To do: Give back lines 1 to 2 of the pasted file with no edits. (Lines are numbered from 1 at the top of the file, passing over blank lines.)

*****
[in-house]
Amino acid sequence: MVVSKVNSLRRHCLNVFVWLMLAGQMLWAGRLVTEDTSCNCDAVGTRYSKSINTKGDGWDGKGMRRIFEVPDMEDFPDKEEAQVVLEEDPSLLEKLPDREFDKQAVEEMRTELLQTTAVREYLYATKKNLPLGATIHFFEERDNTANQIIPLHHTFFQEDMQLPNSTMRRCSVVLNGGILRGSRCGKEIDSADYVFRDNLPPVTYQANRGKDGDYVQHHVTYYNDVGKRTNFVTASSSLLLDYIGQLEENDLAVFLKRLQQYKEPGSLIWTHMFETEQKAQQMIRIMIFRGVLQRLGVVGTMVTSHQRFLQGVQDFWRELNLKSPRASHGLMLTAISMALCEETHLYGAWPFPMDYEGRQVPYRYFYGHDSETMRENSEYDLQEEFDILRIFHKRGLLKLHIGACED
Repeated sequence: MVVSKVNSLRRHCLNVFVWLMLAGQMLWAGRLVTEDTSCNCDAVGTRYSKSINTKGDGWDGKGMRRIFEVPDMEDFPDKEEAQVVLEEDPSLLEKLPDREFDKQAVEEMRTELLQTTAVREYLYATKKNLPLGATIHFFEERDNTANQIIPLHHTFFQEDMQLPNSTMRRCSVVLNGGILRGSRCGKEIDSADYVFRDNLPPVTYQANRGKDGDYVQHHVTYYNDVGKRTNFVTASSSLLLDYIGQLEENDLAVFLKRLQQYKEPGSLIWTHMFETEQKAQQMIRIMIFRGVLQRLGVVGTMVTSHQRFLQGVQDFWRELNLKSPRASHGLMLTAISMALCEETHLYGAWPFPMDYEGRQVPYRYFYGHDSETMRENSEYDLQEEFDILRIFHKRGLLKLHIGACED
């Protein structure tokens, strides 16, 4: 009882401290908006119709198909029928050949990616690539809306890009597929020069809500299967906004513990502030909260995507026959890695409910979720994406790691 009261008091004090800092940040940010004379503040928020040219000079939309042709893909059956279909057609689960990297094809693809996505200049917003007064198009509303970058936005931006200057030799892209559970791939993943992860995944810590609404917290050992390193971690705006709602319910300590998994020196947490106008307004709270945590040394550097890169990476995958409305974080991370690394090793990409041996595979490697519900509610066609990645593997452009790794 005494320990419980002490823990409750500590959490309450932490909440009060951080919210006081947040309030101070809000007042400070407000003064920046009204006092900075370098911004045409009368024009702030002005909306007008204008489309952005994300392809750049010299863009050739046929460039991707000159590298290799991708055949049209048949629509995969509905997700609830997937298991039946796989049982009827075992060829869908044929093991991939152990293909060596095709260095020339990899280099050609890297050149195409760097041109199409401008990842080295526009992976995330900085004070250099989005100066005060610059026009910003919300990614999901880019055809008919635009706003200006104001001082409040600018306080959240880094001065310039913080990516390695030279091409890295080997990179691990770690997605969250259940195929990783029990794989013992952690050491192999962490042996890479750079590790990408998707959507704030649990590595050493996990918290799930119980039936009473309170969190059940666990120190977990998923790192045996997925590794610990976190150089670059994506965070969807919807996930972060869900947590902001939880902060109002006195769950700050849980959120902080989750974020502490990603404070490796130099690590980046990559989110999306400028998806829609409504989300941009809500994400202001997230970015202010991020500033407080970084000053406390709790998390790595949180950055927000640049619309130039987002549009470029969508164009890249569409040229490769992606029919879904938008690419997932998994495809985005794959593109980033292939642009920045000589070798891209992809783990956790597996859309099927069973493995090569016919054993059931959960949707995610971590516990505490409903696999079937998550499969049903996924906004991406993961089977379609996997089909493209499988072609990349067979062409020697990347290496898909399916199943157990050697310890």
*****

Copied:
[in-house]
Amino acid sequence: MVVSKVNSLRRHCLNVFVWLMLAGQMLWAGRLVTEDTSCNCDAVGTRYSKSINTKGDGWDGKGMRRIFEVPDMEDFPDKEEAQVVLEEDPSLLEKLPDREFDKQAVEEMRTELLQTTAVREYLYATKKNLPLGATIHFFEERDNTANQIIPLHHTFFQEDMQLPNSTMRRCSVVLNGGILRGSRCGKEIDSADYVFRDNLPPVTYQANRGKDGDYVQHHVTYYNDVGKRTNFVTASSSLLLDYIGQLEENDLAVFLKRLQQYKEPGSLIWTHMFETEQKAQQMIRIMIFRGVLQRLGVVGTMVTSHQRFLQGVQDFWRELNLKSPRASHGLMLTAISMALCEETHLYGAWPFPMDYEGRQVPYRYFYGHDSETMRENSEYDLQEEFDILRIFHKRGLLKLHIGACED